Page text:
If Pardew can’t give the Magpies a top ten finish or a cup next season, granted they survive this one, perhaps he should be held to the same standards as his predecessor.

  2. Odd thing… When Pardew managed West Ham, the majority was either English, Scot, Welsh or Irish. He also wore a track suit… The only non English speaking player was hold out Tomas Repka. After promotion, ( and remember he left Reading to manage West Ham) There was Yossi Benayoun and Shaka Hislop as the only non Irish or UK full time players. There where a few loan players from other nations, but most never made the pitch. This was 2006, and the year WHU made the FA cup final. The next season, Pardew brought in two players that no one thought West Ham could ever land…. Carlos Tevez and Javier Mascherano. Mascherano wanted no part of the plan- to softly move into English football’s mega money, and Tevez was thick enough to play along, and the fans loved him for it… But Pardew took what should have easily been a top 10 team and nearly got them sent down. And according to some, they should have… The point being. that is where cracks that have been open wounds became public. Under Pardew, players lost months wages gambling in the club house. Pardew himself slept with a player’s wife. He encouraged a bling culture, and let players stay out late and party. Aaton Ferdinhand even flew to Georgia for a all night party with Reo-Coker and was never fined or lost pitch time… In short, in his drive to be one of the team, he lost his respect. I can imagine after a brief glimpse of success at Newcastle he reverted to Bro Culture vs. being god damn manager who sets a man down if need be.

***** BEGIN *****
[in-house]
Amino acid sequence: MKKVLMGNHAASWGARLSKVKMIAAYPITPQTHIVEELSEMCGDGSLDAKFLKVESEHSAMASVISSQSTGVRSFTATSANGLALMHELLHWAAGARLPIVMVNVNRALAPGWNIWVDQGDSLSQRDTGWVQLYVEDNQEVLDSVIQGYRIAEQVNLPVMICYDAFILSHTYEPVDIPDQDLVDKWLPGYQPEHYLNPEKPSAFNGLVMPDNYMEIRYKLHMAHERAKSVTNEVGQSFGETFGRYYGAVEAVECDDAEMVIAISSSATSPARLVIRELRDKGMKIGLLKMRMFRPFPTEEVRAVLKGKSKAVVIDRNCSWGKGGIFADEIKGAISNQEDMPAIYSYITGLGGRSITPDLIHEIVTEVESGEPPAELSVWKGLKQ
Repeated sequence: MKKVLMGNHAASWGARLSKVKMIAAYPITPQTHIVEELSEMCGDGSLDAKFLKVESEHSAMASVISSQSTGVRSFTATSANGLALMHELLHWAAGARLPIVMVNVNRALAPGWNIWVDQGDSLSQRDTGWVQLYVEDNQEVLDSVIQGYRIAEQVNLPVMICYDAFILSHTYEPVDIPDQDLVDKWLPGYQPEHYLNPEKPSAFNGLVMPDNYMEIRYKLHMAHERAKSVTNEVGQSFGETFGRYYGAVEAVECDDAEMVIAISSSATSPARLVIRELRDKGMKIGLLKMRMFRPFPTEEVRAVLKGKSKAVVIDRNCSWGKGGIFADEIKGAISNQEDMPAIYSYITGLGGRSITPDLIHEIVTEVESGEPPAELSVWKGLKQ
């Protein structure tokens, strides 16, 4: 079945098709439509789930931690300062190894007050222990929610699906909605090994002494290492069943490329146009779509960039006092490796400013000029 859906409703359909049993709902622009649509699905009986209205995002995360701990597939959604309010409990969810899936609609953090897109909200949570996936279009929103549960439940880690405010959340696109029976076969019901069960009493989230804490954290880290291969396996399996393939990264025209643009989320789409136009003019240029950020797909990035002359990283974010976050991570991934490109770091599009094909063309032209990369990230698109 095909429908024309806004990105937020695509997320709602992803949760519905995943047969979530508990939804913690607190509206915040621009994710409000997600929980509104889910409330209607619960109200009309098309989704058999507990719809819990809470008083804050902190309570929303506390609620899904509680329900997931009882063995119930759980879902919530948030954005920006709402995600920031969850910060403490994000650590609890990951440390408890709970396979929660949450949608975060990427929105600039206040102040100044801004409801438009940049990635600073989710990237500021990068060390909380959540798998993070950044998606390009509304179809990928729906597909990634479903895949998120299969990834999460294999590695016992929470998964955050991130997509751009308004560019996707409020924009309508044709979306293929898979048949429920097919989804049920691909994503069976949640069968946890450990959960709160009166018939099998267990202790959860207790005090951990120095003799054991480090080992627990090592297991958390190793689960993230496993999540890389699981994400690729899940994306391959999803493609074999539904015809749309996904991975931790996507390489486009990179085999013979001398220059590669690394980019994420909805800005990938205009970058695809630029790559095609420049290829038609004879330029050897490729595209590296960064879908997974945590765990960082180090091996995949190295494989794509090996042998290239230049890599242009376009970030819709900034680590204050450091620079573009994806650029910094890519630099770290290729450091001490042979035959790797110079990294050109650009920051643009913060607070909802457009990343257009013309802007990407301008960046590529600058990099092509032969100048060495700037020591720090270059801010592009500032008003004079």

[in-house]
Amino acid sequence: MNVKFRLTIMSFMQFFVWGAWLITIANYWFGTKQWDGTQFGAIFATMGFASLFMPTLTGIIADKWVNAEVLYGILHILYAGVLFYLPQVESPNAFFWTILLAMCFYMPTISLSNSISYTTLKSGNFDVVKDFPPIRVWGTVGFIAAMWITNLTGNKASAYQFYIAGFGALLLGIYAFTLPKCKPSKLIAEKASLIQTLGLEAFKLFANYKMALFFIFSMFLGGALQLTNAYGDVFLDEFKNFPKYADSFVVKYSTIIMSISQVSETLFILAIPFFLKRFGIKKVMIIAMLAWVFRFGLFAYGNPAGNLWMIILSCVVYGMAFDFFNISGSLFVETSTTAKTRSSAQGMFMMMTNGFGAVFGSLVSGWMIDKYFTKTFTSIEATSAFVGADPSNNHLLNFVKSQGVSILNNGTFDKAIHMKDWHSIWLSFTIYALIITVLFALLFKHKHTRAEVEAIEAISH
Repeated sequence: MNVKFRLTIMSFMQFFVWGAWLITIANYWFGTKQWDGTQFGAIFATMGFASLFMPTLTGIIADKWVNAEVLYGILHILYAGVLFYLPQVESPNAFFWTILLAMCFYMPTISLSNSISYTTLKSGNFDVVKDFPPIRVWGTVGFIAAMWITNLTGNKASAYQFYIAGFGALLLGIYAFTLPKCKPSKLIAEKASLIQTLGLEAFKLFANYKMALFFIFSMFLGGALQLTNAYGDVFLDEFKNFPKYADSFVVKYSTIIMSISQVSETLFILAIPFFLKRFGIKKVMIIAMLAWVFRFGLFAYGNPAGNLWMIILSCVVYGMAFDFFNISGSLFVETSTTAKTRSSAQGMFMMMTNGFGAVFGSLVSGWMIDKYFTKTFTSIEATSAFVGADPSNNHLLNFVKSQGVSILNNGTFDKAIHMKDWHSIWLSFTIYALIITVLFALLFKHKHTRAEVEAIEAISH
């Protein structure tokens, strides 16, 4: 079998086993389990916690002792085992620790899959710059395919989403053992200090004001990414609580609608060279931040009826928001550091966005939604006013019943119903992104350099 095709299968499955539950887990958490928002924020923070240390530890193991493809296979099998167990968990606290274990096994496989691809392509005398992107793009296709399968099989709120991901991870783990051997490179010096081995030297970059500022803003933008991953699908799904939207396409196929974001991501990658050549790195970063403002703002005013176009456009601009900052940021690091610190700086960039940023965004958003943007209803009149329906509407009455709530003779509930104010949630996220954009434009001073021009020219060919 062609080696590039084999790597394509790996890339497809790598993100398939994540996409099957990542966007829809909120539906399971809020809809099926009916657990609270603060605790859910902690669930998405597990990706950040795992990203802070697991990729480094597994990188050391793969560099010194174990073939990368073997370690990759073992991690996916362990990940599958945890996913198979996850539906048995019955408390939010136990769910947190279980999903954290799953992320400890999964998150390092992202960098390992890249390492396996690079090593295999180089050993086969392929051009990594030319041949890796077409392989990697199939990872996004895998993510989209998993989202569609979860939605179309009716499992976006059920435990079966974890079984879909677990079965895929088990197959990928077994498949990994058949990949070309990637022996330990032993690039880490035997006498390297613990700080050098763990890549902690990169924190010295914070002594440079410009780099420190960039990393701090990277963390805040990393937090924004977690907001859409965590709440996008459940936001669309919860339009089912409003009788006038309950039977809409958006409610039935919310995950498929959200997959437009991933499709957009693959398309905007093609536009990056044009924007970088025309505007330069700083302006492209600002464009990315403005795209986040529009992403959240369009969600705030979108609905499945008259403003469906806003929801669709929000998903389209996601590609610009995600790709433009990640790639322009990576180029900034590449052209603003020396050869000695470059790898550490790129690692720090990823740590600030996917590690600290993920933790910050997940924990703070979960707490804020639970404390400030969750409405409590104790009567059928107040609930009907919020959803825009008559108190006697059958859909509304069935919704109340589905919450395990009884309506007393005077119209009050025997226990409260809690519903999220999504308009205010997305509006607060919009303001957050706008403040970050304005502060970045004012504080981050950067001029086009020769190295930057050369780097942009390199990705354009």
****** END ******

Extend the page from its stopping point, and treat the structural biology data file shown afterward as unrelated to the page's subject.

That is just my perspective from what I went through with this man. But Phil, “I don’t try to grow my mustache or do I” Neville alludes to…